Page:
Edit : This question is about not about proving identities, but representations that are easier to work with than Taylor series or integral definition for the functions exp or ln functions. Please do not attempt to prove identities, just want alternative initial representations. For example the infinite zeros of sin are not obvious with the Taylor series definitions, where as Euler Product formula $\sin(x) = x\prod_{n=1}^\infty \left(1-\frac{x^2}{n^2\pi^2}\right)$ makes it trivial to see sin,cos have infinite many zeros on the real line.

Are there better alternative definitions than $\exp(x) = {\large\sum\limits_{k=0}^\infty} \dfrac{x^k}{k!} , \ln(x) = {\large\int_1^x} \dfrac1t\ dt$. that can be used for derivation of their identities e.g. $\exp (x+y)=\exp(x)\exp(y)$, $\ln (xy) =\ln (x)\ln(y)$ (and by extension sin and cos related) identities?

Is there any other starting point other than $\exp(x) = {\large\sum\limits_{k=0}^\infty} \dfrac{x^k}{k!}$ , where this definition of exponential function is obtained as one of the possible representations of exponential function? If yes, what body of theory deals with these type of questions (if any).


Well, one way to see the exponential is to realize the following:

There are two canonical group structures in $\mathbb{R}$: $(\mathbb{R},+)$ and $(\mathbb{R}_{>0}, \cdot)$. The exponential is, together with the identity map, the only two "interesting" functions*: the intersection of algebra and analysis - The identity map is the unique continuous isomorphism from the additive structure to itself that makes $f(1)=1$ and the exponential map is the unique continuous isomorphism from the additive structure to the multiplicative structure that makes $f(1)=e$ (the $e$ here just enters as a suitable distinguishing point). This is a good way to think about things, but as I said in the comments, is not nearly as workable as the series definition. And I think no other definition will be. Power series are simple, well-understood, highly computational etc. (See below also for the "differential equation definition")

*-In fact, all other elementary functions can be obtained by them: polynomials, $\sin$, $\cos$, $\log$ etc.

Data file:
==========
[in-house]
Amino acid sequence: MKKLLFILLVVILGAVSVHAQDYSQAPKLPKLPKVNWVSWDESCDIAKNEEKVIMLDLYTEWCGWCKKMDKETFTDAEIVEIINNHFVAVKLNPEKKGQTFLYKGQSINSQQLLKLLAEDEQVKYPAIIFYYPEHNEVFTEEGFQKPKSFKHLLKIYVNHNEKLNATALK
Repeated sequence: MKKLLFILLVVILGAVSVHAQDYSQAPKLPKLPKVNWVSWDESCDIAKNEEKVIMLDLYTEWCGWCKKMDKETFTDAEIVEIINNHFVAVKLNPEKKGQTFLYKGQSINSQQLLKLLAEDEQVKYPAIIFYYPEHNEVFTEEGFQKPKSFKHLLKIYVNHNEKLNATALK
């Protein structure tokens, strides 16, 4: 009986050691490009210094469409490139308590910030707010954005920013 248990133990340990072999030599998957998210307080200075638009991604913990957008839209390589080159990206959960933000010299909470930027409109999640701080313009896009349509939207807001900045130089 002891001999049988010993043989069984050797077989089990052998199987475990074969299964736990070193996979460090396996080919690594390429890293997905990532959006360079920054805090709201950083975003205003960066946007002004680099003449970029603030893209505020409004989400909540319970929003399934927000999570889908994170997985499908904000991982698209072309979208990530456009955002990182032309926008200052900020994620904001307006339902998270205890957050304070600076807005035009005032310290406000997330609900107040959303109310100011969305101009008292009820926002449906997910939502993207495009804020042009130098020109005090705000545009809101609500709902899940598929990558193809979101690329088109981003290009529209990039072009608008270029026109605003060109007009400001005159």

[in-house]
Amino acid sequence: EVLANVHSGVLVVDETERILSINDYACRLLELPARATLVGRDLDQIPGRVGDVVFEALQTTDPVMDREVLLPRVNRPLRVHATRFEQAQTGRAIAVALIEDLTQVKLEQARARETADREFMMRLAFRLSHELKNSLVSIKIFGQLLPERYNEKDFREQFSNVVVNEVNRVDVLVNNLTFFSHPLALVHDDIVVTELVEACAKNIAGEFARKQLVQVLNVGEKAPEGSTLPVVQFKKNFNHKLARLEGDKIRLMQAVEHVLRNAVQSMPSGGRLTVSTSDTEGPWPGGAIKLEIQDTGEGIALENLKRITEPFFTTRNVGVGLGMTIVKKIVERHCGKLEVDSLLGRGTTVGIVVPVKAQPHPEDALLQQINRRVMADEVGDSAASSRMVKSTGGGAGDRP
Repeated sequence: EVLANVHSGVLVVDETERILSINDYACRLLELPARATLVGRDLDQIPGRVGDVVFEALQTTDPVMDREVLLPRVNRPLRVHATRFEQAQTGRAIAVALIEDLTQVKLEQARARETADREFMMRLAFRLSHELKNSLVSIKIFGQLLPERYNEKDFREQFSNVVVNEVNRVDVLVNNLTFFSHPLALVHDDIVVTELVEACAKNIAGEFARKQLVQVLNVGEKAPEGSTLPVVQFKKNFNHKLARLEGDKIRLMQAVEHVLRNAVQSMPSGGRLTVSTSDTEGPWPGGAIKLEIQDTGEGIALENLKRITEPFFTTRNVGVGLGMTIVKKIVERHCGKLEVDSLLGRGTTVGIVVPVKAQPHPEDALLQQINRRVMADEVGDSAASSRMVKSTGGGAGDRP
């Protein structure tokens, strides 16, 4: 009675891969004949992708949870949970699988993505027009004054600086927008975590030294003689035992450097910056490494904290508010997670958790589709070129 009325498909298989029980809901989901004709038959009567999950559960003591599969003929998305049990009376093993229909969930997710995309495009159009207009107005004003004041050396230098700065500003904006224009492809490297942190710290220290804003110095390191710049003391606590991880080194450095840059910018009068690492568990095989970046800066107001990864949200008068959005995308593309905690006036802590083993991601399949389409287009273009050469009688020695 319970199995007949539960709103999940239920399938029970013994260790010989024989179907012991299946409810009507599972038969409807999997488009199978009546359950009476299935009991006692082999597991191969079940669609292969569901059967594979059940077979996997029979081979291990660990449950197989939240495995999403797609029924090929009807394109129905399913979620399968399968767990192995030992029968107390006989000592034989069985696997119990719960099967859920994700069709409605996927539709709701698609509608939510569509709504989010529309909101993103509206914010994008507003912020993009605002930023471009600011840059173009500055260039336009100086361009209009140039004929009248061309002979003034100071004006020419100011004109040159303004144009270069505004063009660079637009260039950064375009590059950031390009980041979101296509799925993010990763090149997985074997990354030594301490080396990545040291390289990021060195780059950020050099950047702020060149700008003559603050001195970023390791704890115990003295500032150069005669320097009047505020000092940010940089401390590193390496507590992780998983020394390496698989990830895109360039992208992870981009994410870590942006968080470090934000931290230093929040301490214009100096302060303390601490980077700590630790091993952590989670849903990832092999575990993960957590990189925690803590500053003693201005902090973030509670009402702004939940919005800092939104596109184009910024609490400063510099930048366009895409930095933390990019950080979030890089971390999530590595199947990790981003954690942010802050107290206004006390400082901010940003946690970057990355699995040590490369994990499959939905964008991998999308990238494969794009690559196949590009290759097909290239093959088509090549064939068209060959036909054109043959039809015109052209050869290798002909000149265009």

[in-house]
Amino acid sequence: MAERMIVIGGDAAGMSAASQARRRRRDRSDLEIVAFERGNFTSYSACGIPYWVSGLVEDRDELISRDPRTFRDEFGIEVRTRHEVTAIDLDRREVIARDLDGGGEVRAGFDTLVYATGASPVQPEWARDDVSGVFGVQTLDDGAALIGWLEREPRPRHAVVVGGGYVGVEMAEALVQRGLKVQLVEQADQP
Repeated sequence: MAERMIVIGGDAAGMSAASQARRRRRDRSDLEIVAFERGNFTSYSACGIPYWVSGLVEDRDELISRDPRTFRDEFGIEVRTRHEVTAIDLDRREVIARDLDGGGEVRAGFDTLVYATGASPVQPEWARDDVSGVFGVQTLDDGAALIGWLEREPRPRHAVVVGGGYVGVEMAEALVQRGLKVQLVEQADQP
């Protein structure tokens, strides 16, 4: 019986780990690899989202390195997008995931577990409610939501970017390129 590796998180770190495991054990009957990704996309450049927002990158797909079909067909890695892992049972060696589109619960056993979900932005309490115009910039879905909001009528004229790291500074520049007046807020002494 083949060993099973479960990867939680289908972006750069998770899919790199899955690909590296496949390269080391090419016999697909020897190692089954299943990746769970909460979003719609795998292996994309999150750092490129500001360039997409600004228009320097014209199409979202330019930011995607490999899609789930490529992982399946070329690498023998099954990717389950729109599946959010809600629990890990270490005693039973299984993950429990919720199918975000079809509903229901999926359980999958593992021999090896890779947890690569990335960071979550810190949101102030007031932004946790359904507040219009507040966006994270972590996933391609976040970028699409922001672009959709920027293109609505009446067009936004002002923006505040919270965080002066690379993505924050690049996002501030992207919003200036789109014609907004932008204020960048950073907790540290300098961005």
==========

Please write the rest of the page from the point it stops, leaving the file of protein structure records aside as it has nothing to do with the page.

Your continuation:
This question admits a lot of different answers. I'll approach one of the problems you mentioned: proving $\exp(x+y)=\exp(x)\exp(y)$. One can arrive at this from the Cauchy product formula, but also from the simple fact that $\exp'(x)=\exp(x)$ and $\exp(0)=1$ (which is something that follows easily from the power series representation, and can also be taken as the definition of the exponential, that is, the function that solves the differential equation $y'=y$ with initial condition $y(0)=1$).

For that, define, for fixed $y \in \mathbb{R}$, $$f(x)=\frac{\exp(x+y)}{\exp(x)\exp(y)}.$$

We then have $$f'(x)=\frac{\exp(x)\exp(y) \exp(x+y)-\exp(x+y)\exp(x)\exp(y)}{\exp(x)^2\exp(y)^2}=0,$$ by the quotient rule. Therefore, $f(x)$ is constant. Since it is clear that $f(0)=1$, we have that $\exp(x+y)=\exp(x)\exp(y)$ for all $x$. But $y$ is also arbitrary, hence we have the equality for all $x,y \in \mathbb{R}$.

  • $\begingroup$ Apologies, was not after a proof of identities, but something other than Taylor series or integral definition for the functions $\endgroup$ – Arjang Dec 14 '15 at 5:04
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    $\begingroup$ @Arjang As I mentioned, you can take as definition that $e^x$ is the function which solves the differential equation $y'=y$ with $y(0)=1$. Maybe this is more intuitive, but not very workable. The series definition for $\exp(x)$ is arguably the most workable definition one has. From that, you can define $\log$ to be its inverse function, and its integral form is a quick result from the chain rule and Fundamental Theorem of Calculus. $\endgroup$ – Aloizio Macedo Dec 14 '15 at 5:06
  • $\begingroup$ Is there a more general theory that makes the identities obvious, like Euler Product folmula for sin,cos shows the infinite zeros on the real line by definition, the series definition of sin,cos are a pain to use for that. $\endgroup$ – Arjang Dec 14 '15 at 5:10

I'm pretty partial to using Hyperbolic Functions, so here's one mildly obtuse way to manipulate alternative defintions of the exponential function.

Since $\sinh(x) = \dfrac{e^x - e^{-x}}{2}$ and $\cosh(x) = \dfrac{e^x + e^{-x}}{2}$ (which, admittedly, is a bit circular for your question's sake...but whatever), it is easy to show that $e^{\pm x} = \cosh(x) \pm \sinh(x)$.

So what's the point? Well, you also probably have to know the analogy to the great-grand-daddy of all trig identities with $\cos^2(x) + \sin^2(x) = 1$:

$$\cosh^2(x) - \sinh^2(x) = 1.$$

Okay, now that you've got that, you can go right into manipulating expressions in a very, very similar way to the way you would prove identities involving sines and cosines.

I don't feel like I've answered the question in the scope that you request, but I hope this provides you with a different perspective on using alternative defintions to the exponential.


When I learned the definitions of these functions, we defined $\ln(x) = {\large\int_1^x} \dfrac1t\ dt$, from which we were able to derive the property $ln(ab)=ln(a)+ln(b)$ as follows $$ln(ab)=\ln(x) = {\int_1^{ab}} \dfrac1t\ dt= \int_1^{a} \dfrac1t\ dt +\int_a^{ab} \dfrac1t\ dt $$

letting $t=ax$ $$\int_1^{a} \dfrac1t\ dt +\int_1^{b} \dfrac1{ax}\ d(ax)=ln(a)+ln(b)$$

Then, you can define $e^x$ as the inverse of $ln(x)$ and take the natural log of $e^ae^b$ $$ln(e^ae^b)=ln(e^a)+ln(e^b)=a+b$$ now undo the natural log using the exponential and you get $e^{a}e^b=e^{a+b}$ This gives a helpful primer on the exponential before continuing on to the hyperbolic functions in Xoque55's answer


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